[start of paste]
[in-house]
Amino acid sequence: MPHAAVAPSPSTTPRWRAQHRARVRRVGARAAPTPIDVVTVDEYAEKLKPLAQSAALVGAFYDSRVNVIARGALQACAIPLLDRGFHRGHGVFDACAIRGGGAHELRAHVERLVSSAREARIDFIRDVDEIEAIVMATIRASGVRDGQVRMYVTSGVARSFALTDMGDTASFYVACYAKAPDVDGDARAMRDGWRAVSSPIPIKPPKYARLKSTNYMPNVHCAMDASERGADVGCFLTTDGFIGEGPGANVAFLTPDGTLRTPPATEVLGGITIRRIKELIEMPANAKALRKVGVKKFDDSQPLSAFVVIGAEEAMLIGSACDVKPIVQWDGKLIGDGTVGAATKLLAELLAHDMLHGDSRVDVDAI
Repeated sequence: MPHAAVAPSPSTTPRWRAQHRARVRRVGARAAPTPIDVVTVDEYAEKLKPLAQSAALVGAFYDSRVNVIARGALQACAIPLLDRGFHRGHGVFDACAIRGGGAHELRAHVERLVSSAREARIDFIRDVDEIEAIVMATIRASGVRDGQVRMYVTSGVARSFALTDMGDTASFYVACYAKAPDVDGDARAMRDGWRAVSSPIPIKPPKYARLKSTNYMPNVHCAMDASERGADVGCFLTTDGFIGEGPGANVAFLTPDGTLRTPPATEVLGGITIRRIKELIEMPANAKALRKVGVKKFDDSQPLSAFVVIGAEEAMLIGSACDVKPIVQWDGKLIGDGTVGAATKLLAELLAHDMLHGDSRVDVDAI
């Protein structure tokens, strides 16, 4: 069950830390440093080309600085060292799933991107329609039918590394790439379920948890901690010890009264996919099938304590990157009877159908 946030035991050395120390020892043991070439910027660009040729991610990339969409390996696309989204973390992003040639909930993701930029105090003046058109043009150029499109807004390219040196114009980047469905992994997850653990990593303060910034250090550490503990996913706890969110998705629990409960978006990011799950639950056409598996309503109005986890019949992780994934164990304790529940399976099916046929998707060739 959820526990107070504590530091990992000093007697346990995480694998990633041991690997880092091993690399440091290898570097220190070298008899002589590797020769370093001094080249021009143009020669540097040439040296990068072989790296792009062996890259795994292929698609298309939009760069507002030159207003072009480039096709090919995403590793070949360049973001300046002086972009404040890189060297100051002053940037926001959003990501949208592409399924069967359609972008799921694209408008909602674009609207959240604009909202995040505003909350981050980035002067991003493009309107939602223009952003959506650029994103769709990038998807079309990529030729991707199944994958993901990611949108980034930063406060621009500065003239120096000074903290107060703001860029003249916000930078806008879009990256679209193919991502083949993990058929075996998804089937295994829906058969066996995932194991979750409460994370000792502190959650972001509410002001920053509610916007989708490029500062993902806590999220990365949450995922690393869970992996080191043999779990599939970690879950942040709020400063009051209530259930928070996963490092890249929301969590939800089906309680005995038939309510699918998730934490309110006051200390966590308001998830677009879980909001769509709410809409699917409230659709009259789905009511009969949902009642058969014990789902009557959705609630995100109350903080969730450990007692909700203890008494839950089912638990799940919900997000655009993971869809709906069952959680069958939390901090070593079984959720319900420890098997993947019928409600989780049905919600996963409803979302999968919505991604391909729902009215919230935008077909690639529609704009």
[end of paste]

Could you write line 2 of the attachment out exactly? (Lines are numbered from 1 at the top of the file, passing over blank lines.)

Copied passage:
Amino acid sequence: MPHAAVAPSPSTTPRWRAQHRARVRRVGARAAPTPIDVVTVDEYAEKLKPLAQSAALVGAFYDSRVNVIARGALQACAIPLLDRGFHRGHGVFDACAIRGGGAHELRAHVERLVSSAREARIDFIRDVDEIEAIVMATIRASGVRDGQVRMYVTSGVARSFALTDMGDTASFYVACYAKAPDVDGDARAMRDGWRAVSSPIPIKPPKYARLKSTNYMPNVHCAMDASERGADVGCFLTTDGFIGEGPGANVAFLTPDGTLRTPPATEVLGGITIRRIKELIEMPANAKALRKVGVKKFDDSQPLSAFVVIGAEEAMLIGSACDVKPIVQWDGKLIGDGTVGAATKLLAELLAHDMLHGDSRVDVDAI